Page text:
No PhD candidate is an island. PhD research is as much a collective effort as it is individual, blogger Nadya Karimasari discovers.
PhD candidates are often seen as someone who works in isolation, like a hermit. They are living inside their mind or busy with their hectic schedules in the laboratory, with deadlines upon deadlines of paper writing.
They are very focused, slightly obsessive even, with their research and find social life an exhausting burden or a waste of time. This narrow perception of PhDs overlooks the collective aspect of doing research.
As much as each researcher is individually responsible for what she/he produces, every research is a collective work. From my experience as a beginner, the process of doing a (social) research is often not linear.
A lot of factors cannot be predicted nor anticipated beforehand. Element of surprise is always expected, and it is a good thing. Most of the times, happenstances play key role in making the research move forward. Without a support system, it is difficult to deal with each challenge that comes along.
I get a lot of support from the very start of my PhD journey. Besides paying monthly allowance, the scholarship that I receive from NWO also covers my research expenditure and book spending. It also provide money to organize a national seminar in my home country at the end of my study.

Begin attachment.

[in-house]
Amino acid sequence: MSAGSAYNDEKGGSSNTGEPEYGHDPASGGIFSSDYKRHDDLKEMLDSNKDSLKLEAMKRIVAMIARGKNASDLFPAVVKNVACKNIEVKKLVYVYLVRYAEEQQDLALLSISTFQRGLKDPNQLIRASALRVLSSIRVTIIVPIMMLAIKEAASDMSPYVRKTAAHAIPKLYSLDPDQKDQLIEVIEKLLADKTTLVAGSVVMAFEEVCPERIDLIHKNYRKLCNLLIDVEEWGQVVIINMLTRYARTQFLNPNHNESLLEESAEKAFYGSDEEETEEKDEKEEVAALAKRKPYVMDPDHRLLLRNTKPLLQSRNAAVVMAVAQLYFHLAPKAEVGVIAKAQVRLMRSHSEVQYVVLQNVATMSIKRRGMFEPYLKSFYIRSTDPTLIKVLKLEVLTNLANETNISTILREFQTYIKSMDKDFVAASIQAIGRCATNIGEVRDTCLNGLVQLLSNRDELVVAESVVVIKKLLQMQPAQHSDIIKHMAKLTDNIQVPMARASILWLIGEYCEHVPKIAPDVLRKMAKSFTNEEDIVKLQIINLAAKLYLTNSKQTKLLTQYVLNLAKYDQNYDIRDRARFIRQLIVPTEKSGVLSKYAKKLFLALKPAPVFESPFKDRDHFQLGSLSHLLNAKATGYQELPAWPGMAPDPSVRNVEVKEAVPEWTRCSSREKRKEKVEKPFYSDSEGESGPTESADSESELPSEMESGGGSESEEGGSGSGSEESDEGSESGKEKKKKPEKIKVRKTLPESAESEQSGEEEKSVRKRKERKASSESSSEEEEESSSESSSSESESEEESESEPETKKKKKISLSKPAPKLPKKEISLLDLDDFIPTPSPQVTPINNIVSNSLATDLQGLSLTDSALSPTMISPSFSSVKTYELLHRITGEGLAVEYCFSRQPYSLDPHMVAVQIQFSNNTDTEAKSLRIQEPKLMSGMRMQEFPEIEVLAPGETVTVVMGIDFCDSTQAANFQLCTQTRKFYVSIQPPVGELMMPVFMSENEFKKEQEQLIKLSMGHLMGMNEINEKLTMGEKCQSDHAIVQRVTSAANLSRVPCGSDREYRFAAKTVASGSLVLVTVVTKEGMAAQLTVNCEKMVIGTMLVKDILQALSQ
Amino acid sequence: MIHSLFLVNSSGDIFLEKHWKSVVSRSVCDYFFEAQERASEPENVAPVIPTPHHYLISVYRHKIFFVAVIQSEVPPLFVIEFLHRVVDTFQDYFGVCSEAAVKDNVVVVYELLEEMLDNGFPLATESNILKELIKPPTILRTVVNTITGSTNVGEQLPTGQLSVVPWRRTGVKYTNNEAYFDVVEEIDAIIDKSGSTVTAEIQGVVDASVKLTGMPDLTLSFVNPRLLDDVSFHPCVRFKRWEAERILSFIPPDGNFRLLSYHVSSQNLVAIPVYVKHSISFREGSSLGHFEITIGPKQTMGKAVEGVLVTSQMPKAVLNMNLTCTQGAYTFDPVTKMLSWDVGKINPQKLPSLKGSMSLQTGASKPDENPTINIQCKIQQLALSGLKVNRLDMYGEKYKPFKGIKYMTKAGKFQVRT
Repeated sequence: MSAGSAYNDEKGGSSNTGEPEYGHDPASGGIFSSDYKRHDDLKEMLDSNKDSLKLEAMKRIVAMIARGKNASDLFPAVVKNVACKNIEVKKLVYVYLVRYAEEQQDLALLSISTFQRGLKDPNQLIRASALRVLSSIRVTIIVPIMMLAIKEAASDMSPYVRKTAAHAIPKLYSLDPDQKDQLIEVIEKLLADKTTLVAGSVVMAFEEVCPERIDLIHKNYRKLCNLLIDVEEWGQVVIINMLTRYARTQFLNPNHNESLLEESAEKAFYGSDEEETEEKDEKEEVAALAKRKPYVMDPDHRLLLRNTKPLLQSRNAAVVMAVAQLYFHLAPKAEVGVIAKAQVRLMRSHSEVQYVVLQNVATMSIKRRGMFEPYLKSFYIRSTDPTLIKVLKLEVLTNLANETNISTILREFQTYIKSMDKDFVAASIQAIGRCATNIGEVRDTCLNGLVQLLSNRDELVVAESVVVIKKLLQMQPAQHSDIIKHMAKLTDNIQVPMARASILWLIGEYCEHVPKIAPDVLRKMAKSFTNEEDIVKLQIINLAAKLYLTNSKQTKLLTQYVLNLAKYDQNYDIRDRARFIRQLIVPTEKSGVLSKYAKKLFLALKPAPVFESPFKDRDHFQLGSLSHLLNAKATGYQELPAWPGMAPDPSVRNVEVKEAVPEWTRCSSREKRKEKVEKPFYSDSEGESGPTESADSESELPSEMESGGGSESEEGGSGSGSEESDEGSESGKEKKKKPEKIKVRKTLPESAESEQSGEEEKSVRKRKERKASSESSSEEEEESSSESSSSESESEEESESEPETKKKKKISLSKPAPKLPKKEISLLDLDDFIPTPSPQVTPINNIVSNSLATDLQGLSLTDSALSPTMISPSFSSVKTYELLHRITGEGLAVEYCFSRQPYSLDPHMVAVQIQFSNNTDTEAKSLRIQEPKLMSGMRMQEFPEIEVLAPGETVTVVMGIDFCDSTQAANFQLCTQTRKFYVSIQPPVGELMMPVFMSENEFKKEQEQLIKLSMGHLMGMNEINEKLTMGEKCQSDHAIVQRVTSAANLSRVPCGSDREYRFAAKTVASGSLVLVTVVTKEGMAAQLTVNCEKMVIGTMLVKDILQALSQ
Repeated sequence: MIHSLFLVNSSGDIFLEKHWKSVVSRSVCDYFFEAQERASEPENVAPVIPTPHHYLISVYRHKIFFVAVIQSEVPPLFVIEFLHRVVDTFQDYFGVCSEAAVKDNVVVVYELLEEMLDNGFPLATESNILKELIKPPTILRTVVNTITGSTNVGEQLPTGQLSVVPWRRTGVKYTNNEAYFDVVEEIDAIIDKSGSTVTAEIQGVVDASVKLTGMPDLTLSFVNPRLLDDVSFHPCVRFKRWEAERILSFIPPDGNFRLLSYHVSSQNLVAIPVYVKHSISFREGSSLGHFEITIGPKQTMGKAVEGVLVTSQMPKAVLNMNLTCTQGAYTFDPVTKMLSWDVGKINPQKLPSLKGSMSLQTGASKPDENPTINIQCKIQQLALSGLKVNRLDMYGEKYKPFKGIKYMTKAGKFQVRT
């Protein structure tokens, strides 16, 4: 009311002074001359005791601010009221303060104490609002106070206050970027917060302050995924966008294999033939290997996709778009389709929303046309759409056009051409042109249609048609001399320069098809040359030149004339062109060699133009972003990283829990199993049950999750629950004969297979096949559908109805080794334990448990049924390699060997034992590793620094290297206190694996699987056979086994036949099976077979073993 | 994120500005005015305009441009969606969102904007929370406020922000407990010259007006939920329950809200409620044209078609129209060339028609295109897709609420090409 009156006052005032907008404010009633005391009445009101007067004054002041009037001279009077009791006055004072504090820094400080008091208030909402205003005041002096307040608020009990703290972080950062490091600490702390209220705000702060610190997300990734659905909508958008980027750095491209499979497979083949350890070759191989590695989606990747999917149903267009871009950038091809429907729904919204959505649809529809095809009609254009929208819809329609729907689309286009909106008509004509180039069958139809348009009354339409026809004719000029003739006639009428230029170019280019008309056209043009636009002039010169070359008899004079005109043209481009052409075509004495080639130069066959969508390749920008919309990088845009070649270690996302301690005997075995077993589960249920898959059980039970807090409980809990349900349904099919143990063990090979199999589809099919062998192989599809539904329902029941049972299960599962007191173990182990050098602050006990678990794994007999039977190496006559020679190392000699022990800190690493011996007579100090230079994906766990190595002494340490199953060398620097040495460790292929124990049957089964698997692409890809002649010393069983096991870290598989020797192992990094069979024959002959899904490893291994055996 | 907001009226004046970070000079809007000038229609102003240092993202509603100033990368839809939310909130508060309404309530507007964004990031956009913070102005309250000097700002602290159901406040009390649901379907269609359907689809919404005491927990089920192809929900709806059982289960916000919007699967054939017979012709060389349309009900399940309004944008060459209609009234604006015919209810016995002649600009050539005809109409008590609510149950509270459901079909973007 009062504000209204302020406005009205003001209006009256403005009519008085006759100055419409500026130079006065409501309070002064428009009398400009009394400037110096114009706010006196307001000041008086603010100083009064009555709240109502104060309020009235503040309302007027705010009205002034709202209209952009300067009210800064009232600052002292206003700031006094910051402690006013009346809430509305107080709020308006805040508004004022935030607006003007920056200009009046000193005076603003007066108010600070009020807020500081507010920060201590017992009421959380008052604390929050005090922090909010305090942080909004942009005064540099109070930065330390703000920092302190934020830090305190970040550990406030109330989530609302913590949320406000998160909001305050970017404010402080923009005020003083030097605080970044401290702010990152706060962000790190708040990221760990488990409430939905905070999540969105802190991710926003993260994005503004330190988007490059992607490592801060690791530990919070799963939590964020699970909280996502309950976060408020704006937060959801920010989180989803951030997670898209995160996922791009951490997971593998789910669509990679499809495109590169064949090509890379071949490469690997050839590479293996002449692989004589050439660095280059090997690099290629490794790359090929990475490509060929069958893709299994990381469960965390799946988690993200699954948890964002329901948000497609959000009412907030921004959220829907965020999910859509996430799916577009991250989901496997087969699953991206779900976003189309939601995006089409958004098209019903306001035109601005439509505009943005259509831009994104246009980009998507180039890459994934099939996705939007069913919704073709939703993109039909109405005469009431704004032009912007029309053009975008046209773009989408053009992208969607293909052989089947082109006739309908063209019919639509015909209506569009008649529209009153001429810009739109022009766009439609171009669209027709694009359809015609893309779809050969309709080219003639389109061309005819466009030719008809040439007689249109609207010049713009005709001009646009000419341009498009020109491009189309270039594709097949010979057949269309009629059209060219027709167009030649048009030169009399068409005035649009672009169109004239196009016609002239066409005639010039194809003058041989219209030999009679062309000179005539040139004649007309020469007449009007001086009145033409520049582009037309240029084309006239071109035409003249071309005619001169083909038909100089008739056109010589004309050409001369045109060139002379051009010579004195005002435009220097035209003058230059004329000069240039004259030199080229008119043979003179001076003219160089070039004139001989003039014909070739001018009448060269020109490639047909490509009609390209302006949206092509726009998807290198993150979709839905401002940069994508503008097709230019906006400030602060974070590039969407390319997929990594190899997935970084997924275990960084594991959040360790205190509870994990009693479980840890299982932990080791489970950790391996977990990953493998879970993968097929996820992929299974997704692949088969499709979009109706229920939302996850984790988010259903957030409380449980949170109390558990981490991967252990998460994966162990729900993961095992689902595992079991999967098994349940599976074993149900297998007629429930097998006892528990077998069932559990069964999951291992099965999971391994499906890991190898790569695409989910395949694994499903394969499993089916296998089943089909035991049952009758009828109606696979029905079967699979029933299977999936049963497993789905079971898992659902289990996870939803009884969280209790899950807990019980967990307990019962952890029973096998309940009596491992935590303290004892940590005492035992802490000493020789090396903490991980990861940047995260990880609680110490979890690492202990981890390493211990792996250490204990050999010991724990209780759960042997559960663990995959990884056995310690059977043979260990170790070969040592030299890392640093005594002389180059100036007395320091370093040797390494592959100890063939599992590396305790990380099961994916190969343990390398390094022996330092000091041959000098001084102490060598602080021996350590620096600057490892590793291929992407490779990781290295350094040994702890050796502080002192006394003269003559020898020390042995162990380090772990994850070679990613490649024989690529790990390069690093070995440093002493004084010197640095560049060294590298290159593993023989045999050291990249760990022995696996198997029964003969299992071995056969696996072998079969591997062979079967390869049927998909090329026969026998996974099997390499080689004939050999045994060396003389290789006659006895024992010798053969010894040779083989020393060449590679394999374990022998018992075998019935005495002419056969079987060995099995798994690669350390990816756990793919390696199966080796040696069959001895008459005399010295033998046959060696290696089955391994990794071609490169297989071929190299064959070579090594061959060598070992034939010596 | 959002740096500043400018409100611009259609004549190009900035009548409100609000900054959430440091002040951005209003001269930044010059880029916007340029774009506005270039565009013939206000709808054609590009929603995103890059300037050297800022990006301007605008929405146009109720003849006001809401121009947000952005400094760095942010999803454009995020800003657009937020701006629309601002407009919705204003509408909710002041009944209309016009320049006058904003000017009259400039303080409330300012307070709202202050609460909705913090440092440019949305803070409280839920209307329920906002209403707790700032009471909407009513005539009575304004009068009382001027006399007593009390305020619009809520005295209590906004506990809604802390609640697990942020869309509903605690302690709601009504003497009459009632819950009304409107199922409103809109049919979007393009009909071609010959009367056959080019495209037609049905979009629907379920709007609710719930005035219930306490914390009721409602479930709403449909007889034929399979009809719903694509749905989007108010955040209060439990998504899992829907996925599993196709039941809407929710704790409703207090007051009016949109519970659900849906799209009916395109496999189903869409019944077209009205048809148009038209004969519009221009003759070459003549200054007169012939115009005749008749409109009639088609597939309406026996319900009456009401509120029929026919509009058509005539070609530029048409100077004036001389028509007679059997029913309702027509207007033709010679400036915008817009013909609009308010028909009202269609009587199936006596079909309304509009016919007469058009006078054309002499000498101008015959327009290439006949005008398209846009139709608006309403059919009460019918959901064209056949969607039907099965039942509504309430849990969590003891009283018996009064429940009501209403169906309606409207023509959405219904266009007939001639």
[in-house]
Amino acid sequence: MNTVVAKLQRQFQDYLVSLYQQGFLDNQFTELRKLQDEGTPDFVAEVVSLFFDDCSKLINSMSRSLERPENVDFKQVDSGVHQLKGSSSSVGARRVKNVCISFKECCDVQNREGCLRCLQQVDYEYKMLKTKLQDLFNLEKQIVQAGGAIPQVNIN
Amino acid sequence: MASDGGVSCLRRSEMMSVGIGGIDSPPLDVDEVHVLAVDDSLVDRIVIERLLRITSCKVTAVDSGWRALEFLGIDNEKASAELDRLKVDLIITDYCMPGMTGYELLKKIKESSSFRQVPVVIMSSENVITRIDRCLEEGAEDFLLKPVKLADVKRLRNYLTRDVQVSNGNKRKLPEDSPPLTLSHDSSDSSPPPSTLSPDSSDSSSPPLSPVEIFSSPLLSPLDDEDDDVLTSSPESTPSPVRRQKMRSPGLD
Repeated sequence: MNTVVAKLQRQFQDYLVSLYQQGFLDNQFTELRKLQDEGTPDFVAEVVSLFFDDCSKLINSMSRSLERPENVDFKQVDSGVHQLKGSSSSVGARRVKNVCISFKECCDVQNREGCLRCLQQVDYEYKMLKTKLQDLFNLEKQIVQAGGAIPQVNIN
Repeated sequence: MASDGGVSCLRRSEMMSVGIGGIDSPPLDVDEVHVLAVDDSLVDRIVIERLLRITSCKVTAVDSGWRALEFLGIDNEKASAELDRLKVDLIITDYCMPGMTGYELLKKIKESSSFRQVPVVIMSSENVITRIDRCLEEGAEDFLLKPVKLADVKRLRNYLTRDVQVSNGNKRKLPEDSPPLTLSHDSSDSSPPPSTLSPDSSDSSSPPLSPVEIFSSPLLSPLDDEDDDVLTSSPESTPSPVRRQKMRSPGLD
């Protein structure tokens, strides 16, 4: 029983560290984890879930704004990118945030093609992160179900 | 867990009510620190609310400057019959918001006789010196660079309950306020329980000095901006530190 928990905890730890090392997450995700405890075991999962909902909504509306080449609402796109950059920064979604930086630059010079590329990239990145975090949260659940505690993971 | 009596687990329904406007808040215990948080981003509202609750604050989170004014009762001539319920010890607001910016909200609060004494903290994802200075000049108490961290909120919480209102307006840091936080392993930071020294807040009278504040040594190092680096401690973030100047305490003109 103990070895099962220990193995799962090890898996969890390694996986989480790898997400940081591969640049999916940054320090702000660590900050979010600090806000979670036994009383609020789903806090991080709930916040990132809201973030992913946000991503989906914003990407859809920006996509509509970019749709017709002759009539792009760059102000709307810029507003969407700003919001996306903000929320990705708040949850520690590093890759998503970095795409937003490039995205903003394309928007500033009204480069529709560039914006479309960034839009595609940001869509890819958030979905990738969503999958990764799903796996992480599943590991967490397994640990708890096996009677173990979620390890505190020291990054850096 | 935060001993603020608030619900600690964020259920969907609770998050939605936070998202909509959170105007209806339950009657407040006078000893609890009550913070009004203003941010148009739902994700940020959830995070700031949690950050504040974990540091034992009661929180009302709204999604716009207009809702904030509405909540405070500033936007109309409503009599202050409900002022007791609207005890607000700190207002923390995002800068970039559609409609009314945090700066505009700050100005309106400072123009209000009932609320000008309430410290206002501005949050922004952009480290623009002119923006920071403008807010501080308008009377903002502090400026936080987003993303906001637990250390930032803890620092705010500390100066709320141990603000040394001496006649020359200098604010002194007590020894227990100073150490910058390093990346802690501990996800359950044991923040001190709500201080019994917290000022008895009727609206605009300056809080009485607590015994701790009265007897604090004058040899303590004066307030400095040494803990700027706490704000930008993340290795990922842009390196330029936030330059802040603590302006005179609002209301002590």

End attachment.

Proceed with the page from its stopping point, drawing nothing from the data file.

Another unexpected perk of working on my research project was the new laptop the university provided me with. It makes me so happy to finally have an organized way of accessing my files and folders; which is very crucial for managing my research efficiently.
The university also allocates a “self-development” budget per annum for each student. This funding is used to pay for summer schools, workshops, or conferences. With this support, I can register to any classes or events necessary to stimulate my process of creating a good research project.
It doesn’t have to be directly linked with the theme of my project; it can also be about general skills that I consider useful. I am thrilled to be selected as a participant of a summer school highly relevant to my research topic with top quality tutors in Zurich this September.
Budgetary support is important, but the core support system is the people. Building collegial bonding is an ongoing process and I would like to see more work done to strengthen this aspect.